“Super League don’t want relegation because at the time of closure the most vulnerable team was Toronto. Whilst Toronto are in Super League it suits the rest of them because they don’t take money from the competition.”
Beaumont is so convinced that he has even written what he believes RFL CEO Rimmer’s speech will look like once it’s announced the season will not return.
“I can write for you here the words along the lines of which I believe Ralph will use when he gets to that point.
“He’ll say ‘My job is to protect the sport as a whole and the loan from the government was given for that purpose. Unfortunately in these unprecedented times the lockdown has had to continue further than the resources of the loan would be able to support. With the costs faced to clubs far outweighing that would present possibilities of financial ruin for some Championship clubs, in particular if games were to be played behind closed doors. to protect the sport as a whole I must protect the broadcast contract whose only interest is in screening Super League matches.”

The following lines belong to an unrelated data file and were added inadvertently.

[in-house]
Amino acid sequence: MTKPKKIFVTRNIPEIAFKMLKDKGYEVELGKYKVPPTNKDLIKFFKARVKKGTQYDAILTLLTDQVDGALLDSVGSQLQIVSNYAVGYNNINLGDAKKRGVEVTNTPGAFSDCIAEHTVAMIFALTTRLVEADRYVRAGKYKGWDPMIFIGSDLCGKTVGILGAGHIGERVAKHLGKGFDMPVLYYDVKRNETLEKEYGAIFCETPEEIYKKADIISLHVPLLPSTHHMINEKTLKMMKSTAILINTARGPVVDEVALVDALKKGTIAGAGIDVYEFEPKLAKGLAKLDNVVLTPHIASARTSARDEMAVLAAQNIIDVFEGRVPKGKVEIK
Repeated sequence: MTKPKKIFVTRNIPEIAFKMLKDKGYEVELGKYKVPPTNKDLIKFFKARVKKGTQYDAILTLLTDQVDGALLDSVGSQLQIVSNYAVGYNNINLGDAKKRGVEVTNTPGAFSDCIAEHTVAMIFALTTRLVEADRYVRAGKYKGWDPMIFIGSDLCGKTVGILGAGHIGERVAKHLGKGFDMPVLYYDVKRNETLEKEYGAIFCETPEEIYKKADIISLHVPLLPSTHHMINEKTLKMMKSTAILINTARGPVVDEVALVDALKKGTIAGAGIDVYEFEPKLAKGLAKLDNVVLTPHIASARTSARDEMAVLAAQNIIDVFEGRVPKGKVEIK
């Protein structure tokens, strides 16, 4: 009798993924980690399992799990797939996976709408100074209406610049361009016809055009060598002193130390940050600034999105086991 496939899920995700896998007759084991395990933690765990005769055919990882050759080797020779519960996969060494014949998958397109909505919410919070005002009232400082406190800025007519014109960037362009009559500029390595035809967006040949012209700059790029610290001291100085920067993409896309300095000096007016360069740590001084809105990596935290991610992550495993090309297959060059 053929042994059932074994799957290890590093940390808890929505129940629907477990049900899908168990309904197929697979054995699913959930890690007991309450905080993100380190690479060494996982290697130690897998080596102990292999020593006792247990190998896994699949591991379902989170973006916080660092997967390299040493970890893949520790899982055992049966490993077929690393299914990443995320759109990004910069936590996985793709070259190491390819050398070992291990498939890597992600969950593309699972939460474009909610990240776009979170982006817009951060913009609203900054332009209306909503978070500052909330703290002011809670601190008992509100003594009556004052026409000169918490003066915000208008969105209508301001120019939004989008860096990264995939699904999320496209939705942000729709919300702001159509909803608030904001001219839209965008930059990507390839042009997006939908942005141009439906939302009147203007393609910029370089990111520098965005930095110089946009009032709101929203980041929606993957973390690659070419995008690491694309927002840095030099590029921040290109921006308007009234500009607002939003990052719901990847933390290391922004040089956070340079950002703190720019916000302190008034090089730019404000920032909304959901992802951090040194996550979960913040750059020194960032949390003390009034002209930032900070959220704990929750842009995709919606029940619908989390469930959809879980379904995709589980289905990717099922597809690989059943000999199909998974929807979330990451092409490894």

He continued: “The whole of the sport including the Championship and League 1 is underpinned by the revenue from the broadcast contract therefore it is imperative that the resources are used to satisfy that and ultimately that is the way to protect the Championship, by not having them play behind closed doors with no income and costs forced upon them they cannot meet and by watering down the loan to facilitate that prevents fulfilling the Super League obligation. For that reason the Championship is not viable this season and we look forward to it returning better than ever in 2021 with promotion a continuing key element of it and we ask that fans, sponsors and partners support their clubs through this difficult time. It’s a tough decision that the clubs have had to take but one that ultimately will protect the whole sport and that is what is important in all of this.”